The other sector that may be impacted are various real estate professionals.  We did not see these professionals explicitly called out as essential services that can continue in the March 19, 2020 update by the State to essential services.  In the Stay in Place EO, the Governor left open the opportunity in the future to “designate additional sectors as critical in order to protect the health and well-being of all Californians.”  (Stay in Place EO).  Realtors, mortgage brokers, and title officers have issued letters to the Governor requesting that they be designated as essential services that can stay open during this time. The California Association of Realtors has also setup a useful web page which can be found here to provide updates and respond to frequently asked questions regarding the current health situation.

Bottomline: The contract controls so review your contract, e.g., purchase and sale contract, lease, loan document, etc. to review if and how timelines, extensions and legal concepts such as temporary impossibility or frustration of purpose can impact or save, your specific project.

3. My project is complete but I can’t start selling or operating until I get a certificate of occupancy and the city is not conducting building inspections. Are they required to continue conducting inspections since this is an “emergency”?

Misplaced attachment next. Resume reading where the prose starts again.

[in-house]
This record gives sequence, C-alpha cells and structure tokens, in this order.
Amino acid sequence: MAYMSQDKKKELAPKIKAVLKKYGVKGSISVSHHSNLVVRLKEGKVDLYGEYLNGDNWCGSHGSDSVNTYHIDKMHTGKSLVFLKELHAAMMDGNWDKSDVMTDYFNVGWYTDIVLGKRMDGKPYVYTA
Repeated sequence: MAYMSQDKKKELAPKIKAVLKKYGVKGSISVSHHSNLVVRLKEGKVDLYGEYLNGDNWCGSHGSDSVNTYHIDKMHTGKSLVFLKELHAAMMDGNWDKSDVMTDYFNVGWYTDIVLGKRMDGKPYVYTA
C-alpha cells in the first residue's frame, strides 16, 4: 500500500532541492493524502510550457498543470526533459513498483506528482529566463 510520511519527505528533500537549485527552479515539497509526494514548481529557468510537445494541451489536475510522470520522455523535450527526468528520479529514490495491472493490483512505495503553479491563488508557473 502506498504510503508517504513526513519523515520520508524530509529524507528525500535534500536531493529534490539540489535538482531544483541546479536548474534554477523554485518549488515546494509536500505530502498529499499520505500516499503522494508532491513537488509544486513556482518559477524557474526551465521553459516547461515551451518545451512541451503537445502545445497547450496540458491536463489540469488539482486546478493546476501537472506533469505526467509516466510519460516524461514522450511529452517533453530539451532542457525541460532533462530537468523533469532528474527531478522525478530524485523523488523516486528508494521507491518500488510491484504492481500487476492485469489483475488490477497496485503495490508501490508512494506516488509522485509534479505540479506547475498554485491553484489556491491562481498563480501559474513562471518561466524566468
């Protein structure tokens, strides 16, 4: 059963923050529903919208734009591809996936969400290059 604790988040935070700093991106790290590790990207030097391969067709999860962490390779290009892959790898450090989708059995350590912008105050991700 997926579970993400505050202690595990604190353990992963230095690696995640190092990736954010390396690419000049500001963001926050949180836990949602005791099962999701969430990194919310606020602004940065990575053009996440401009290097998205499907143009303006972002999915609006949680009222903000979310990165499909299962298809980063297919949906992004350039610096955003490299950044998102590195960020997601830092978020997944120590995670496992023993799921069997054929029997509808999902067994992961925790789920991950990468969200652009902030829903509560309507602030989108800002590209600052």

The state has designated “Construction Workers who support the construction, operation, inspection, and maintenance of construction sites and construction projects (including housing construction)” to be essential services that can continue to work.   See the list of Essential Critical Infrastructure Workers (pdf).

However, cities and counties throughout the State may have more restrictive requirements.  You should first check if the agency has adopted a proclamation of Local Emergency due to COVID-19 in the particular city or county you are working in.  


1. Do I need to apply for a temporary permit or other permit to convert my restaurant to a drive-thru or curbside delivery operation while dine-in restaurants are required to close?